I would go with join rather than where condition.
2011/4/26 Halász Sándor <hsv@stripped>
> >>>> 2011/04/25 17:42 +0300, Andre Polykanine >>>>
> Here is the first one.
> We have two queries:
> SELECT `blogs`.* FROM `Blogs` LEFT JOIN `Users` ON
> and the following one:
> SELECT `Blogs`.* FROM `Blogs`, `Users` WHERE
> 1. Are they identical?
> 2. Which is better (faster, more optimal, more kosher, I mean, better
> >>>> 2011/04/25 10:16 -0500, Johnny Withers >>>>
> The only difference once MySQL parses these two queries is the first one is
> a LEFT JOIN, which will produce all records from the blogs table even if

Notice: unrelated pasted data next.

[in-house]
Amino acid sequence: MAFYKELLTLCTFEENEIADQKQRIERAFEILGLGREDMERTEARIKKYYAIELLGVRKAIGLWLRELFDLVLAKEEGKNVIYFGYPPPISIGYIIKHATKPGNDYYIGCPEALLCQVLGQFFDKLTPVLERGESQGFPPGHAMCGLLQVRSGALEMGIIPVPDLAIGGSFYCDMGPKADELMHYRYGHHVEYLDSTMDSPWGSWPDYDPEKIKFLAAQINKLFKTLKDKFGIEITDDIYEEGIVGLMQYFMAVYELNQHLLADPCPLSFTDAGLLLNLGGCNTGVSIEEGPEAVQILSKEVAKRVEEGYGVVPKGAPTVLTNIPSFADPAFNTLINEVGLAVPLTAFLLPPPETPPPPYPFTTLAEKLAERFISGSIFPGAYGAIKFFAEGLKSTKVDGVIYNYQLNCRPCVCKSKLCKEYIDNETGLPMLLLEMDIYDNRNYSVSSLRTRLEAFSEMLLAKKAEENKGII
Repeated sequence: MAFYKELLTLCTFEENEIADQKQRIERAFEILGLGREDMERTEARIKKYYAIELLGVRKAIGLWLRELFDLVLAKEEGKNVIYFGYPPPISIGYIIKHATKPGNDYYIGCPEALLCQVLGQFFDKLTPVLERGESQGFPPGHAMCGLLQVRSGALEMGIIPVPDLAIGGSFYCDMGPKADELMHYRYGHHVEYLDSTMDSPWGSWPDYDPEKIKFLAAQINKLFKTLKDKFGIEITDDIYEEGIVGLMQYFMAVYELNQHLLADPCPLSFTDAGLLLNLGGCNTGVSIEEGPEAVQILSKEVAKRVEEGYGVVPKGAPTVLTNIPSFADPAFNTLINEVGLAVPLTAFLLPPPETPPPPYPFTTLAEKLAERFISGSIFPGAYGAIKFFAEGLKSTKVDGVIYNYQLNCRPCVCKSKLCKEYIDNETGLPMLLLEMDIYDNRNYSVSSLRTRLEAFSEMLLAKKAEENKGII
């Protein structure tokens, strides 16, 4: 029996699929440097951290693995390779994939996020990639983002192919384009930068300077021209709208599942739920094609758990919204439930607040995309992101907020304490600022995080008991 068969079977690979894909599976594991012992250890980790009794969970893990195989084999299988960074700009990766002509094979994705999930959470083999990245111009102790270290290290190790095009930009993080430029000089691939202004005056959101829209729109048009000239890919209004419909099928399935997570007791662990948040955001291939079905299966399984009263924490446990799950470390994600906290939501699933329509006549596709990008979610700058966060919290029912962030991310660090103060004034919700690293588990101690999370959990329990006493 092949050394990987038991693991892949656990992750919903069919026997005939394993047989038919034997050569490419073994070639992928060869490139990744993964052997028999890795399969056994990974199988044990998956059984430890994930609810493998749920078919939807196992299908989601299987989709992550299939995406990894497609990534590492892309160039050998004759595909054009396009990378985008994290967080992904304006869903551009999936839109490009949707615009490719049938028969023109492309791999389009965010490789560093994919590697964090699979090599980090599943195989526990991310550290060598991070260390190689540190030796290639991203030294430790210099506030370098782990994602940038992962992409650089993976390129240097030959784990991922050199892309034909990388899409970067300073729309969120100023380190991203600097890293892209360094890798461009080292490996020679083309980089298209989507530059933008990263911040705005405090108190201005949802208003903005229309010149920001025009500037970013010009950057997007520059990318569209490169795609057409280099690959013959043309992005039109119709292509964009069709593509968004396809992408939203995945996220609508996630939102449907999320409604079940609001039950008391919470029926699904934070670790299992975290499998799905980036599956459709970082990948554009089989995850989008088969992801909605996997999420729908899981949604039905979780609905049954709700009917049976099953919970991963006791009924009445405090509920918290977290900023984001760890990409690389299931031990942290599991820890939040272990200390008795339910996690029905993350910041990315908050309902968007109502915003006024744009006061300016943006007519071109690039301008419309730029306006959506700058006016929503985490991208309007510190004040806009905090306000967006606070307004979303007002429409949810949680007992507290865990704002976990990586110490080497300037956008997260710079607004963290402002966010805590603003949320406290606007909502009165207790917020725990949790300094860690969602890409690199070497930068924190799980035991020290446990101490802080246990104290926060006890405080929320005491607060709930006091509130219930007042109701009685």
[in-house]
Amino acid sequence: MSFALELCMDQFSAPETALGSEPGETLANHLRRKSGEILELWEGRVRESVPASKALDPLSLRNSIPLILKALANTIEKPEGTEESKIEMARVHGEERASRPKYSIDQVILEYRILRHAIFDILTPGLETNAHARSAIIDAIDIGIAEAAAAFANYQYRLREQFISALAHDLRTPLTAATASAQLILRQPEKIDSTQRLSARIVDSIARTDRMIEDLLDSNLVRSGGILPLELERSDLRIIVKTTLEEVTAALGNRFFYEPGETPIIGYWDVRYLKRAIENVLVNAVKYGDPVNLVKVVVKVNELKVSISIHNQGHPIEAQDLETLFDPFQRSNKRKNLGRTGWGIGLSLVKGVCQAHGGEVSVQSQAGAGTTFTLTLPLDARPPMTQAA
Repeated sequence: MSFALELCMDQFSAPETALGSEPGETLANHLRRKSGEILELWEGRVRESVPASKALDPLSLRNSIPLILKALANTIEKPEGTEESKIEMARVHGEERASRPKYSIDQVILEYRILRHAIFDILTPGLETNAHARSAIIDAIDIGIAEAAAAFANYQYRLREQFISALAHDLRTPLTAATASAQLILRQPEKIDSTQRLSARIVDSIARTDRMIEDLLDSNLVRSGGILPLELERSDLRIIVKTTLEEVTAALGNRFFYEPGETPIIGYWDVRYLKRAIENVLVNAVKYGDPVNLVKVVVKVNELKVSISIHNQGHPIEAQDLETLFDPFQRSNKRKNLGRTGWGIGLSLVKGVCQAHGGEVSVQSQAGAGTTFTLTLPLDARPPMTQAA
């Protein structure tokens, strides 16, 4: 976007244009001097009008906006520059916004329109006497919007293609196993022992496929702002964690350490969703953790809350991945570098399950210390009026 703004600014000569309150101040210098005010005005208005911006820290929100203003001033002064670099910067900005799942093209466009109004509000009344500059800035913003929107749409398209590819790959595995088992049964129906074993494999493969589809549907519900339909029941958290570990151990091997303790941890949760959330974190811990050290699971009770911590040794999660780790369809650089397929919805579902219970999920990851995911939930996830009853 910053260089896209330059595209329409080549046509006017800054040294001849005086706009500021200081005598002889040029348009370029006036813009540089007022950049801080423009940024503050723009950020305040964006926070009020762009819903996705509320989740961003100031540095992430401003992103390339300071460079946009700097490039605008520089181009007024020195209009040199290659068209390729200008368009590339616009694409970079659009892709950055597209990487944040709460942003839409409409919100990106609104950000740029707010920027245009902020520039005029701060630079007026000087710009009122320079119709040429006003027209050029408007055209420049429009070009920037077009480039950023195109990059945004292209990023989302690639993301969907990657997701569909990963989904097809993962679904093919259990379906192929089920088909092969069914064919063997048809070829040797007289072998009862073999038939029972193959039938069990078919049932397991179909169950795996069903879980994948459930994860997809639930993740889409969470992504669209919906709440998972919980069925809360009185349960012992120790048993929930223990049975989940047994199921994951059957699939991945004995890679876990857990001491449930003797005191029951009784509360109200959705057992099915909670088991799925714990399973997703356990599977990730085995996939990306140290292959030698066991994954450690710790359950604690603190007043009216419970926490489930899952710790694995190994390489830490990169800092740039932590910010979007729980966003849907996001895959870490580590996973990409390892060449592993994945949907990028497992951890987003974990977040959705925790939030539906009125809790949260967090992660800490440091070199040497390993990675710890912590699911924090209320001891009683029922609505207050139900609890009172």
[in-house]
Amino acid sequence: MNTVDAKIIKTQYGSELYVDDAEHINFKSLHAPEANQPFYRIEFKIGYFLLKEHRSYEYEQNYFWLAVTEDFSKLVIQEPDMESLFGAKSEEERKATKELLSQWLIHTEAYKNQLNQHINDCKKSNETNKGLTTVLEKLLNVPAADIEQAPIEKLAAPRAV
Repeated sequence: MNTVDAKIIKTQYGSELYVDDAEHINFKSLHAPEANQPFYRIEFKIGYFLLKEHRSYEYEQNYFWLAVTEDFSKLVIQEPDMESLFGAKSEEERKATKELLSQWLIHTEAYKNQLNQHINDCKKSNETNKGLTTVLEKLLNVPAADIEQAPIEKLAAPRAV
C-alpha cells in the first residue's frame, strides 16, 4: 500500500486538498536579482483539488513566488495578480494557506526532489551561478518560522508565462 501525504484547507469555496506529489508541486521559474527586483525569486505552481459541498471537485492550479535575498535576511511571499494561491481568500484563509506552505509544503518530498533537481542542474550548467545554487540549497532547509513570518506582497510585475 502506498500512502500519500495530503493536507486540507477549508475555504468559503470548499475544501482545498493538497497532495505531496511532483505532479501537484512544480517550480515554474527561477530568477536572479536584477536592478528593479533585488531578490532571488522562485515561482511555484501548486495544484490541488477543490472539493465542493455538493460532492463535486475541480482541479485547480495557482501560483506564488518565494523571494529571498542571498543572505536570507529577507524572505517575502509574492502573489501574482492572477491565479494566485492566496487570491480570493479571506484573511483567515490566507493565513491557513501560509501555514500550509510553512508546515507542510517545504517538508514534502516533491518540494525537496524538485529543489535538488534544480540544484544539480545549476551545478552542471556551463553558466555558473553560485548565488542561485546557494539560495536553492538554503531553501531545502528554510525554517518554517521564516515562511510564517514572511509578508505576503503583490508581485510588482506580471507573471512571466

> there is no matching record in the users table. The second query produces
> INNER JOIN which means only rows with matching records in both tables will
> be returned.
> I prefer to write the INNER JOIN out though because it leaves my WHERE
> clause to do filtering.
> and it is usual to write all about the joining in the FROM-clause --the
> tables and the criterion for joining them-- and reserve the WHERE-clause for
> filtering the result:
> SELECT `blogs`.* FROM `Blogs` LEFT JOIN `Users` ON `Blogs`.`UserId` =
> SELECT `Blogs`.* FROM `Blogs` JOIN `Users` ON `Blogs`.`UserId` =
> That is, if you already had a table with the joined outcome, you would use
> the WHERE-clause to determine what of it enters into further processing.
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